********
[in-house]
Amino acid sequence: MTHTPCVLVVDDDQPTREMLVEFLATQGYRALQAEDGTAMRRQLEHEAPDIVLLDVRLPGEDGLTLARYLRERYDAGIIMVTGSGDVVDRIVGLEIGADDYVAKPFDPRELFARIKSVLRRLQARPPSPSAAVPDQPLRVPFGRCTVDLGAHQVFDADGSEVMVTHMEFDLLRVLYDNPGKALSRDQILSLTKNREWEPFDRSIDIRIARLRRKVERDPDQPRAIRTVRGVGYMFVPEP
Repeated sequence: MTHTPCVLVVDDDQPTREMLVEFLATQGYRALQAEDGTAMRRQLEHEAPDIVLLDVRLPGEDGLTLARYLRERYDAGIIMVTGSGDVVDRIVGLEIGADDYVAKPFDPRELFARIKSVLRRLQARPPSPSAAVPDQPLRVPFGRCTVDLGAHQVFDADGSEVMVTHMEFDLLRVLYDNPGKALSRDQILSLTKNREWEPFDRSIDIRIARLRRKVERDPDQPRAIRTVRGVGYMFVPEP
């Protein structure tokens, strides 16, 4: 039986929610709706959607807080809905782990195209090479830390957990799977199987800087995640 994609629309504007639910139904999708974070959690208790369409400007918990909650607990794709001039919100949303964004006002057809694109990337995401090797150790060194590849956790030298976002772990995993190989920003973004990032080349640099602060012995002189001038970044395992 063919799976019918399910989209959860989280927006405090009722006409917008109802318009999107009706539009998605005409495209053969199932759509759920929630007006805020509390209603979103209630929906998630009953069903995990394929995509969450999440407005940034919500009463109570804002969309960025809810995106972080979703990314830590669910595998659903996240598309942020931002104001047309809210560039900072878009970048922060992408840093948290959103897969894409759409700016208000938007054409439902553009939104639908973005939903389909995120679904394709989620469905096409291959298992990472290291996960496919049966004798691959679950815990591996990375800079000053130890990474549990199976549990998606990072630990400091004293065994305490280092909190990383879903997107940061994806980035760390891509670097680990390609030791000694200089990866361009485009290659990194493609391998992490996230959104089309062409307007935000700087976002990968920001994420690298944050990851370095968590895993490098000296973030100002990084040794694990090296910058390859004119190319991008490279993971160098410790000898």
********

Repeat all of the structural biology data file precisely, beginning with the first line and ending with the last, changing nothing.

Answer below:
[in-house]
Amino acid sequence: MTHTPCVLVVDDDQPTREMLVEFLATQGYRALQAEDGTAMRRQLEHEAPDIVLLDVRLPGEDGLTLARYLRERYDAGIIMVTGSGDVVDRIVGLEIGADDYVAKPFDPRELFARIKSVLRRLQARPPSPSAAVPDQPLRVPFGRCTVDLGAHQVFDADGSEVMVTHMEFDLLRVLYDNPGKALSRDQILSLTKNREWEPFDRSIDIRIARLRRKVERDPDQPRAIRTVRGVGYMFVPEP
Repeated sequence: MTHTPCVLVVDDDQPTREMLVEFLATQGYRALQAEDGTAMRRQLEHEAPDIVLLDVRLPGEDGLTLARYLRERYDAGIIMVTGSGDVVDRIVGLEIGADDYVAKPFDPRELFARIKSVLRRLQARPPSPSAAVPDQPLRVPFGRCTVDLGAHQVFDADGSEVMVTHMEFDLLRVLYDNPGKALSRDQILSLTKNREWEPFDRSIDIRIARLRRKVERDPDQPRAIRTVRGVGYMFVPEP
């Protein structure tokens, strides 16, 4: 039986929610709706959607807080809905782990195209090479830390957990799977199987800087995640 994609629309504007639910139904999708974070959690208790369409400007918990909650607990794709001039919100949303964004006002057809694109990337995401090797150790060194590849956790030298976002772990995993190989920003973004990032080349640099602060012995002189001038970044395992 063919799976019918399910989209959860989280927006405090009722006409917008109802318009999107009706539009998605005409495209053969199932759509759920929630007006805020509390209603979103209630929906998630009953069903995990394929995509969450999440407005940034919500009463109570804002969309960025809810995106972080979703990314830590669910595998659903996240598309942020931002104001047309809210560039900072878009970048922060992408840093948290959103897969894409759409700016208000938007054409439902553009939104639908973005939903389909995120679904394709989620469905096409291959298992990472290291996960496919049966004798691959679950815990591996990375800079000053130890990474549990199976549990998606990072630990400091004293065994305490280092909190990383879903997107940061994806980035760390891509670097680990390609030791000694200089990866361009485009290659990194493609391998992490996230959104089309062409307007935000700087976002990968920001994420690298944050990851370095968590895993490098000296973030100002990084040794694990090296910058390859004119190319991008490279993971160098410790000898």